Squat Jump Goal Keeper and Field Player Biomechanics Analysis

Ibero-American Journal of Exercise and Sports Psychology

2021 Conference Announcement - (2024) Volume 9, Issue 7

Squat Jump Goal Keeper and Field Player Biomechanics Analysis

Slamet Widodo and Rumi Iqbal Doewes*
*Correspondence: Rumi Iqbal Doewes, Faculty of Sport, Universitas Sebelas Maret, Jl. Ir. Sutami, 36A, Kentingan, Surakarta, Indonesia, Email:
Faculty of Sport, Universitas Sebelas Maret, Jl. Ir. Sutami, 36A, Kentingan, Surakarta, Indonesia

Received: 26-Sep-2022, Manuscript No. jbbs-23-87910; Editor assigned: 28-Sep-2022, Pre QC No. P-87910; Reviewed: 12-Oct-2022, QC No. Q-87910; Revised: 18-Oct-2022, Manuscript No. R-87910; Published: 26-Oct-2022
Citation: Imbalzano, Marco. ‚??Making Use of Machine Learning Algorithms for Multimodal Equipment to Assist in COVID-19's Assessment.‚?Ě J Bioengineer & Biomedical Sci 12 (2022): 325.
Copyright: © 2022 Imbalzano M. This is an open-access article distributed under the terms of the Creative Commons Attribution License, which permits unrestricted use, distribution, and reproduction in any medium, provided the original author and source are credited.

Sources of funding : 1




Squat jump. Goal keeper. Field player. Biomechanics.


The key to futsal performance is having power and strength ability. These abilities play a role in acceleration and deceleration tasks, high jumps, and change of direction [1]. When athletes carry out competitive sports, lower extremity injuries can occur so athletes need to increase their lower extremity muscle strength. The analysis results of the incidence and characteristics of the futsal team's injuries showed that 85.2% of injuries occurred in the lower extremities, i.e. the ankles with a percentage of 40.7% [2]. Therefore, to avoid lower extremity injuries, Kockum and Annette [3] (2015) suggest using dynamic muscle strength tests to evaluate muscle function and strength, especially lower extremity muscles. The importance of evaluating the ability of lower extremity muscles is due to the role of these muscles in generating high strength and speed during sports performance [3].

Lower extremity muscle strength tests can use the squat jump. Konckum and Annette [3] explain that the squat jump is designed to improve athletic performance, therefore it is considered the highest test of lowerbody strength. Dynamic control of the knee can be increased through squats, this is due to the involvement of the simultaneous activation of the hamstring and quadriceps muscles. The involvement of the activation of these two muscles plays a role in preventing knee injuries. Meanwhile, according to Davies et al [4], squat jumps can be a reference to increase power to its best peak, improve muscle performance, increase acceleration, and improve neuromuscular coordination by training the nervous system. So in the implementation of the squat jump movement must be considered carefully to get maximum results.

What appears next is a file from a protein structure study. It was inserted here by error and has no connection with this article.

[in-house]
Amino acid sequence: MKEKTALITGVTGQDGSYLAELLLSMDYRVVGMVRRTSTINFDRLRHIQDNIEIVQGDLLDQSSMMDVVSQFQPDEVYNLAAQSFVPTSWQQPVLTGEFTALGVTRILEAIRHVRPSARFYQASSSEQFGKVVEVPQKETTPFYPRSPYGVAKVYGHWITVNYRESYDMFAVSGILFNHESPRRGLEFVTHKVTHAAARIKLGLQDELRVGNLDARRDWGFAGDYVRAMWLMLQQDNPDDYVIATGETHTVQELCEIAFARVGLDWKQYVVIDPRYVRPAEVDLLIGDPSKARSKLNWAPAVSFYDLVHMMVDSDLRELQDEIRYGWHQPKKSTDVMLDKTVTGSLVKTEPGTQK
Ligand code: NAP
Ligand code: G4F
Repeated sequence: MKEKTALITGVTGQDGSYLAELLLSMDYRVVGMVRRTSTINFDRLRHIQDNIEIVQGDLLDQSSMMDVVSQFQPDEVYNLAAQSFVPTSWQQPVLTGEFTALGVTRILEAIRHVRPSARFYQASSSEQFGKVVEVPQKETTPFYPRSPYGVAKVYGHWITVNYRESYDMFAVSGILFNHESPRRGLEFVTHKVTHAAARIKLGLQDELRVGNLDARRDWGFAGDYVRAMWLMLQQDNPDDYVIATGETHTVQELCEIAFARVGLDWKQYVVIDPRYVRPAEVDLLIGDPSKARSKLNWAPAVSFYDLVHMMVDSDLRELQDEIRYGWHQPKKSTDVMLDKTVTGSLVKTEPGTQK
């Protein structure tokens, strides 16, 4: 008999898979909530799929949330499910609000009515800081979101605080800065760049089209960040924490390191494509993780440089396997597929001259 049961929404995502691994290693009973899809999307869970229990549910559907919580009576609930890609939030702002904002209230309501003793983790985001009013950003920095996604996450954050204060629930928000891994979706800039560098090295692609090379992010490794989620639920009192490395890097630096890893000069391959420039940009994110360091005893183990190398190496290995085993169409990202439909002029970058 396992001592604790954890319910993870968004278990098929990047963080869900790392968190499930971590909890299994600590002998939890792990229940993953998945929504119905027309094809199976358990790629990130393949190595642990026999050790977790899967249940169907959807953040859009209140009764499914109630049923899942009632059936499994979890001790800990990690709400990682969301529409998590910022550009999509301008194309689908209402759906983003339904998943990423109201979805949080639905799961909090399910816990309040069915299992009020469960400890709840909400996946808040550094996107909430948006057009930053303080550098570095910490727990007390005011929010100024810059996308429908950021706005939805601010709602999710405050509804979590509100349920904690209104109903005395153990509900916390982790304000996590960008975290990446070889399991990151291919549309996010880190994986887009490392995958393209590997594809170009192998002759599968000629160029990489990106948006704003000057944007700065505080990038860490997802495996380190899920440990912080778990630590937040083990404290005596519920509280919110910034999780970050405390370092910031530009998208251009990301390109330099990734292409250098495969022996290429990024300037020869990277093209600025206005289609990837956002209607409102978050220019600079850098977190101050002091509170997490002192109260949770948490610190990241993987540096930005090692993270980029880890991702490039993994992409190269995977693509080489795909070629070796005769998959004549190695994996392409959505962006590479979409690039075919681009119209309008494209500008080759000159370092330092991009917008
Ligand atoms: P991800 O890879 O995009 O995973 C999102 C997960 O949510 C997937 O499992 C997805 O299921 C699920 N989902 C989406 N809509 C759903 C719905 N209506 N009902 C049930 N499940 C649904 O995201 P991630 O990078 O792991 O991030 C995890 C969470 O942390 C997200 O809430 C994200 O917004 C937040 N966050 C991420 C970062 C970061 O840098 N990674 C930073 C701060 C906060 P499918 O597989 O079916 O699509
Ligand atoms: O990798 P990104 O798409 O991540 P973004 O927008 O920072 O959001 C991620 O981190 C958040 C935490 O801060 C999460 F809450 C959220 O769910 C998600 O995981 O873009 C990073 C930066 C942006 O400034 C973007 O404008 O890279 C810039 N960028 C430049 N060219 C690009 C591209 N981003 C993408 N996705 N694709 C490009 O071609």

In the game of futsal there are playing positions, namely the goalkeeper and the field player. Leg muscle power supports the motor action of playing futsal for both goalkeepers and field players [5]. Leg muscle power is needed by the goalkeeper when jumping to catch the ball that soars towards the goal, while the field player when taking action controls the ball quickly and sprints high. Both have different jump heights. Stølen et al [6] in a review showed that goalkeepers have the highest jump scores of other field players in the vertical jump test. To get a broad understanding of the determinants of the difference in jump height in the two playing positions, it is necessary to study biomechanics. The findings of this study can be practically applied to improve the development of poor squat jumps to good ones, so it is important to know the variables that contribute to squat jump performance. Therefore, the research purpose was analyze the difference in squat jump performance between goalkeeper and field of futsal players.


The 12 male futsal athletes aged 19.50 ± 0.52 years, weight 59.17 ± 7.30 kg, height 166.17 ± 5.64 cm, actively involved in futsal for > 3 years, and not having leg injuries (6 goalkeepers and 6 field players) (Table 1).

Table 1: Characteristics of Sample.